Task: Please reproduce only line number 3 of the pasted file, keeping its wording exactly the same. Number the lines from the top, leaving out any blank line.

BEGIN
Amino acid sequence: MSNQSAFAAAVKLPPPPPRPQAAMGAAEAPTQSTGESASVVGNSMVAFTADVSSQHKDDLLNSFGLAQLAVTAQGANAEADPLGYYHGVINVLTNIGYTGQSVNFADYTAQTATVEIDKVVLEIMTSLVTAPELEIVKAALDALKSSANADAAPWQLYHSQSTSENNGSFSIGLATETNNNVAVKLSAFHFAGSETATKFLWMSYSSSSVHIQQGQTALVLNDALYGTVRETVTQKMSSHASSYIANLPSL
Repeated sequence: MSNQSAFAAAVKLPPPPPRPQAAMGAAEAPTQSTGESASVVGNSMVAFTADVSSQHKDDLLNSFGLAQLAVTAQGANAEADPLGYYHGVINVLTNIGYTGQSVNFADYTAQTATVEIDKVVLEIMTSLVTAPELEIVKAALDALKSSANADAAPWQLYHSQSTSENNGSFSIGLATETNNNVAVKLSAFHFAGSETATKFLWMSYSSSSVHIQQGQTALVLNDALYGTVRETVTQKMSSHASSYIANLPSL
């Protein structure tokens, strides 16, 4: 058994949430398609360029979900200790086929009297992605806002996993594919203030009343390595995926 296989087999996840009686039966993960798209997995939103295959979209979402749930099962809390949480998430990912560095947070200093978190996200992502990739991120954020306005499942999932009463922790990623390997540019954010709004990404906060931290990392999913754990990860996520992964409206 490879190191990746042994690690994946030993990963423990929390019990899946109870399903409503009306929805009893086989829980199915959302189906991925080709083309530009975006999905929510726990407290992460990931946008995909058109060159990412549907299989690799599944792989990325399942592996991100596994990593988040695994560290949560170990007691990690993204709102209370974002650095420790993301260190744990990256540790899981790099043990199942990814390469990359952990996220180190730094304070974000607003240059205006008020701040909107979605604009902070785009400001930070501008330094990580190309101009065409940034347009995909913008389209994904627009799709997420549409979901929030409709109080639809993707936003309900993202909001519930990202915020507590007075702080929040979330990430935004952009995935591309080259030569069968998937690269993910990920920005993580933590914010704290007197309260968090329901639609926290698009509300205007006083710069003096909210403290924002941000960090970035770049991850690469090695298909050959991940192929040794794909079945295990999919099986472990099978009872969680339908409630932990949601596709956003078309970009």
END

């Protein structure tokens, strides 16, 4: 058994949430398609360029979900200790086929009297992605806002996993594919203030009343390595995926 296989087999996840009686039966993960798209997995939103295959979209979402749930099962809390949480998430990912560095947070200093978190996200992502990739991120954020306005499942999932009463922790990623390997540019954010709004990404906060931290990392999913754990990860996520992964409206 490879190191990746042994690690994946030993990963423990929390019990899946109870399903409503009306929805009893086989829980199915959302189906991925080709083309530009975006999905929510726990407290992460990931946008995909058109060159990412549907299989690799599944792989990325399942592996991100596994990593988040695994560290949560170990007691990690993204709102209370974002650095420790993301260190744990990256540790899981790099043990199942990814390469990359952990996220180190730094304070974000607003240059205006008020701040909107979605604009902070785009400001930070501008330094990580190309101009065409940034347009995909913008389209994904627009799709997420549409979901929030409709109080639809993707936003309900993202909001519930990202915020507590007075702080929040979330990430935004952009995935591309080259030569069968998937690269993910990920920005993580933590914010704290007197309260968090329901639609926290698009509300205007006083710069003096909210403290924002941000960090970035770049991850690469090695298909050959991940192929040794794909079945295990999919099986472990099978009872969680339908409630932990949601596709956003078309970009």